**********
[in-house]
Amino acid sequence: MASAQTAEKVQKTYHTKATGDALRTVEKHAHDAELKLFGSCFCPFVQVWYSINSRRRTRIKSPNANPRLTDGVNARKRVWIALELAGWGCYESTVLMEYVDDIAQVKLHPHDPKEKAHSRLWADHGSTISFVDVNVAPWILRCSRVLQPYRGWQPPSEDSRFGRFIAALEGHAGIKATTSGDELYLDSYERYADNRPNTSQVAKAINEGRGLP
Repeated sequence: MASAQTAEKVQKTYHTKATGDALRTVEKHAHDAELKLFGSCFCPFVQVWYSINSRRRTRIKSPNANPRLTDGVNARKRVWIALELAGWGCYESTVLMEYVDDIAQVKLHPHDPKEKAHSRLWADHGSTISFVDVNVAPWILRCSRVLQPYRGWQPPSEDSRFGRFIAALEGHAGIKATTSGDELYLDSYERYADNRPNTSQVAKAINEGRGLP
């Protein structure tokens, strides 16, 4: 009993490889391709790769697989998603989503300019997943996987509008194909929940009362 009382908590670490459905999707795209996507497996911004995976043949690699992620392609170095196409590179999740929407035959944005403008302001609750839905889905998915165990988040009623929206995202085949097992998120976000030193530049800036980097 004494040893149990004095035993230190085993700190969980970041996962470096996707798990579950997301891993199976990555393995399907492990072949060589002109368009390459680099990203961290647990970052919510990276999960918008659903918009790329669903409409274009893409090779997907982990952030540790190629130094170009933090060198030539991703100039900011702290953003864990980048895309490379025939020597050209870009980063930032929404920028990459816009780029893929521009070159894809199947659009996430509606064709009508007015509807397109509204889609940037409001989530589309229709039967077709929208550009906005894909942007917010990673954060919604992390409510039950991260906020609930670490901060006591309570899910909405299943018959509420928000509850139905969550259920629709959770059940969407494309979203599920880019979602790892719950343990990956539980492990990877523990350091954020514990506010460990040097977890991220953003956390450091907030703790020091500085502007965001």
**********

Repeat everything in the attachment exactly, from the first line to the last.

[in-house]
Amino acid sequence: MASAQTAEKVQKTYHTKATGDALRTVEKHAHDAELKLFGSCFCPFVQVWYSINSRRRTRIKSPNANPRLTDGVNARKRVWIALELAGWGCYESTVLMEYVDDIAQVKLHPHDPKEKAHSRLWADHGSTISFVDVNVAPWILRCSRVLQPYRGWQPPSEDSRFGRFIAALEGHAGIKATTSGDELYLDSYERYADNRPNTSQVAKAINEGRGLP
Repeated sequence: MASAQTAEKVQKTYHTKATGDALRTVEKHAHDAELKLFGSCFCPFVQVWYSINSRRRTRIKSPNANPRLTDGVNARKRVWIALELAGWGCYESTVLMEYVDDIAQVKLHPHDPKEKAHSRLWADHGSTISFVDVNVAPWILRCSRVLQPYRGWQPPSEDSRFGRFIAALEGHAGIKATTSGDELYLDSYERYADNRPNTSQVAKAINEGRGLP
């Protein structure tokens, strides 16, 4: 009993490889391709790769697989998603989503300019997943996987509008194909929940009362 009382908590670490459905999707795209996507497996911004995976043949690699992620392609170095196409590179999740929407035959944005403008302001609750839905889905998915165990988040009623929206995202085949097992998120976000030193530049800036980097 004494040893149990004095035993230190085993700190969980970041996962470096996707798990579950997301891993199976990555393995399907492990072949060589002109368009390459680099990203961290647990970052919510990276999960918008659903918009790329669903409409274009893409090779997907982990952030540790190629130094170009933090060198030539991703100039900011702290953003864990980048895309490379025939020597050209870009980063930032929404920028990459816009780029893929521009070159894809199947659009996430509606064709009508007015509807397109509204889609940037409001989530589309229709039967077709929208550009906005894909942007917010990673954060919604992390409510039950991260906020609930670490901060006591309570899910909405299943018959509420928000509850139905969550259920629709959770059940969407494309979203599920880019979602790892719950343990990956539980492990990877523990350091954020514990506010460990040097977890991220953003956390450091907030703790020091500085502007965001």